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31. Gen. Samuel R. Curtis to Lincoln on cotton speculation allegations against Curtis


31. Gen. Samuel R. Curtis to Lincoln on cotton speculation allegations against Curtis


Affidavit submitted by General Samuel R. Curtis to Abraham Lincoln discussing the charges of cotton speculation filed against him. General Curtis attributes the accusations to persons wishing to have him replaced with a pro-slavery commander, and to those opposed to Curtis' actions in Congress relative to the Army's reorganization. November 9, 1862. Copy.




Becki Plunkett and Stephen Vincent


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State Historical Society of Iowa, Des Moines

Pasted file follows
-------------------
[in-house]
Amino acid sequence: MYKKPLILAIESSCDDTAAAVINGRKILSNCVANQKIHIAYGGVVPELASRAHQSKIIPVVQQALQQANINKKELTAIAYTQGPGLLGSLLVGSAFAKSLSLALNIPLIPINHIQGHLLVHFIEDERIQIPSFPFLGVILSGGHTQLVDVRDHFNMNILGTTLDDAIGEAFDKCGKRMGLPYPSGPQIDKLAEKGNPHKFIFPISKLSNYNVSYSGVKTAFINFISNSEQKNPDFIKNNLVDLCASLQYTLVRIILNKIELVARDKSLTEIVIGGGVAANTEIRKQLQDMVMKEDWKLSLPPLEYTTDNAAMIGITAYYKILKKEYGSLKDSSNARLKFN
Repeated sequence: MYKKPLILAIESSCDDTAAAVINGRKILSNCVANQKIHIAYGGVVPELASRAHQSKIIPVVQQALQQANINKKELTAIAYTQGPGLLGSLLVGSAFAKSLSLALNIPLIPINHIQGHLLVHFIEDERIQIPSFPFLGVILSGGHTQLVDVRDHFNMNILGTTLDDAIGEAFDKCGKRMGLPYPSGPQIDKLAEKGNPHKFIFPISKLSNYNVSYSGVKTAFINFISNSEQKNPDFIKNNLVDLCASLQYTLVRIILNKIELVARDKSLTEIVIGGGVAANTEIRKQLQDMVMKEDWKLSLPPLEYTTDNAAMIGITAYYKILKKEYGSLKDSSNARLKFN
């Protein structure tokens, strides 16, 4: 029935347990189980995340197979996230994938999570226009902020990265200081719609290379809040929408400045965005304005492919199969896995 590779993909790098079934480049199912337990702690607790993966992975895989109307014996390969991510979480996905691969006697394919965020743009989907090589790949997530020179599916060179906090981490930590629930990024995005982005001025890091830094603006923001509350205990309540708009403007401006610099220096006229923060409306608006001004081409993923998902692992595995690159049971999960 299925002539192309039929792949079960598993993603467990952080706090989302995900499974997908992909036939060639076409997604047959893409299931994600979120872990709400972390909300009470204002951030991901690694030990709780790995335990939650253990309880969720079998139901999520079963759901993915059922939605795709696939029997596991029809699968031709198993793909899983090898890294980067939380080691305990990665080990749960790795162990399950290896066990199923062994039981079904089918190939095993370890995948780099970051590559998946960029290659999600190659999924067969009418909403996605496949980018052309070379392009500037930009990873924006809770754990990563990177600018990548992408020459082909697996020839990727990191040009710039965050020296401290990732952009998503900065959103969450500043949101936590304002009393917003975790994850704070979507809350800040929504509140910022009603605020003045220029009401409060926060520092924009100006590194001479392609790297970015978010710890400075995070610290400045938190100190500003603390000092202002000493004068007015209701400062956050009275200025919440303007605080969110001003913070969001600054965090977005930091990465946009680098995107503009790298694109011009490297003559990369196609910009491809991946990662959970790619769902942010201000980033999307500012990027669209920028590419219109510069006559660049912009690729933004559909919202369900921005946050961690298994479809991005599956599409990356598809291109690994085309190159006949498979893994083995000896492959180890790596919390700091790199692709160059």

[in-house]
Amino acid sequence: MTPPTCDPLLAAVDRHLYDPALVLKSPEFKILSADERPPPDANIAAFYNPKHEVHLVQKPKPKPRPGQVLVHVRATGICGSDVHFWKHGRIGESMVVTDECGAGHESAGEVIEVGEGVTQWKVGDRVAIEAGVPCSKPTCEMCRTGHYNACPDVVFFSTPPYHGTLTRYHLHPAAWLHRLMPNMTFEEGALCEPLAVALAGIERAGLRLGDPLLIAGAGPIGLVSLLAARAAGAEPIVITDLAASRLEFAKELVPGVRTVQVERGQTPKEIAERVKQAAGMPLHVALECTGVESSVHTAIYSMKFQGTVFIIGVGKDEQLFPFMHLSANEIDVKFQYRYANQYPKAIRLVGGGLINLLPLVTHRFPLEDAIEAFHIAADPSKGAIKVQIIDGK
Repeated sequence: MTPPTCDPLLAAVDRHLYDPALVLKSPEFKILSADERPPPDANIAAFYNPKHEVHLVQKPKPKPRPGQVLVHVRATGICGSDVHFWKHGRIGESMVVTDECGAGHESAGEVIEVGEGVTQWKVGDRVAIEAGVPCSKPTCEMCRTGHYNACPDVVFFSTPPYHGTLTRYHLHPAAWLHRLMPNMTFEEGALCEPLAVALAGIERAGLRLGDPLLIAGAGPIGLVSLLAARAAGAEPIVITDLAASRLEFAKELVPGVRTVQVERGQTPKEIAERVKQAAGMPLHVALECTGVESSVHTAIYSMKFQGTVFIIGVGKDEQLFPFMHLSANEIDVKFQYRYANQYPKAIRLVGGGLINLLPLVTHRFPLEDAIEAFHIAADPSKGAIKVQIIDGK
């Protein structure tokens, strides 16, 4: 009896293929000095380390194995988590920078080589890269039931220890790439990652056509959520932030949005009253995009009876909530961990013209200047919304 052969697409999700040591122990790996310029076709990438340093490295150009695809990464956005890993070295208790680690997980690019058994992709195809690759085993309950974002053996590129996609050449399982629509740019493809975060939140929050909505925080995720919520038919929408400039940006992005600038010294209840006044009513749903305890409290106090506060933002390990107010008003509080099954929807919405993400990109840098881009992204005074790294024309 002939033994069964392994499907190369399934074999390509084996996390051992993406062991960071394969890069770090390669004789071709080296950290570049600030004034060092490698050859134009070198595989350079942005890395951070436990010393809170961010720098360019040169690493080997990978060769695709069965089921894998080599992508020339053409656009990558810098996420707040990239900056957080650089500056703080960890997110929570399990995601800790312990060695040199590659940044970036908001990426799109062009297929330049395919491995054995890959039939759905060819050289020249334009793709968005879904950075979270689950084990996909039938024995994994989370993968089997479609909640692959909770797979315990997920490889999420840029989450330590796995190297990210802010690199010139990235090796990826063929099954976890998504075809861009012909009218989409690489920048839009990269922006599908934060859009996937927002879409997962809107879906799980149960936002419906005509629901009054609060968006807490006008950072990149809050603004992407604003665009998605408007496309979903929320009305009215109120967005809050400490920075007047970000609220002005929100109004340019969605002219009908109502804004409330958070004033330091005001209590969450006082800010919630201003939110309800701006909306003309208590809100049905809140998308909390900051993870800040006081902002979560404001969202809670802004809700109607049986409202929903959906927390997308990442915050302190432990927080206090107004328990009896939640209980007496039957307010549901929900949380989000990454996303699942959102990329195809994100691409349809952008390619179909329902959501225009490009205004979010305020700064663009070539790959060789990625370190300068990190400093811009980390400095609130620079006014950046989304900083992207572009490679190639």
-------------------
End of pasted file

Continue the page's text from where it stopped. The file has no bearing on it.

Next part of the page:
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Copy Head Quarters, Department of the Missouri, St. Louis, Mo., Nov. 9[,] 1862 Private When I came to this command I found a conspiracy had been going on, here and at Helena[, Arkansas], to break me down and secure a Pro-Slavery successor at Helena. I heard that a little drunken Irish strolling player, whom I had employed to go into rebel corners, where rowdies enrolled their bands and who left in a pet, because my Quartermaster would not let him steal horses, had been employed by some regular army officers to spy into affairs at Helena. I sent for him, and found evidence of the fact, which he acknowledged. On further inquiry from Capt. Winslow my chief Quartermaster whom they had sought to implicate I learned that he had found a California gambler whose name I have forgotten, but who was associated with a roguish man by the name of Sharp, whom I arrested and made pay our funds which I directed to go to the Quartermasters as the proceeds of a sale of rebel property, was also employed to get up charges against me. I immediately sent for Col. Allen chief Quarter Master of the Department, and demanded an explanation of such conduct-that no mans reputation could be safe if such men were made spies over officers; and their employment seemed to me unbecoming an officer and a gentleman. Col. Allen said his hands were clean: it had been done by Col. Haines or Col. Myers. The last man is an asst. Quartermaster whom I do not know but Col. Allen told me that Genl. Halleck had introduced this detective business, which he did not approve. He said the Californian had been a judge in California; I do not know him, but understand that I gave him a permit to buy cotton, but would not let him run a boat, and I probably interfered with his arrangements to pass beyond my lines. I should have preferred charges against Col. Myers and Col. Haines for employing such men to act as agents to spy against their peers and trade in cotton, but for the fact that Col. Allen said Genl. Halleck had introduced the system; and I would not do anything to expose what I considered at least a dangerous precedent and indiscretion. But my indignation expressed to Col. Allen in presence of my officers no doubt went to the ears of these men, and may have accelerated and intensified their effort to destroy me. I have, in Congress, and in the Army, urged the abandonment of a regular army, and the adoption of a volunteer system, which I believe will be an advantage to the service. I have thereby incurred the hatred of short sighted pimps of our army, who only care to get their pay and perpetuily [sic]. They may get testimony from Jews and Rebels to prove me a Cotton Speculator, but before God and my Country it is groundless. I started in the world poor and hold my own sadly. I have devoted my whole heart and soul and life to our cause, and it grieves me sadly to know that sympahtizers [sic] will have an opportunity to rejoice at assaults on Your obedient servant[,] S. R. Curtis (signed)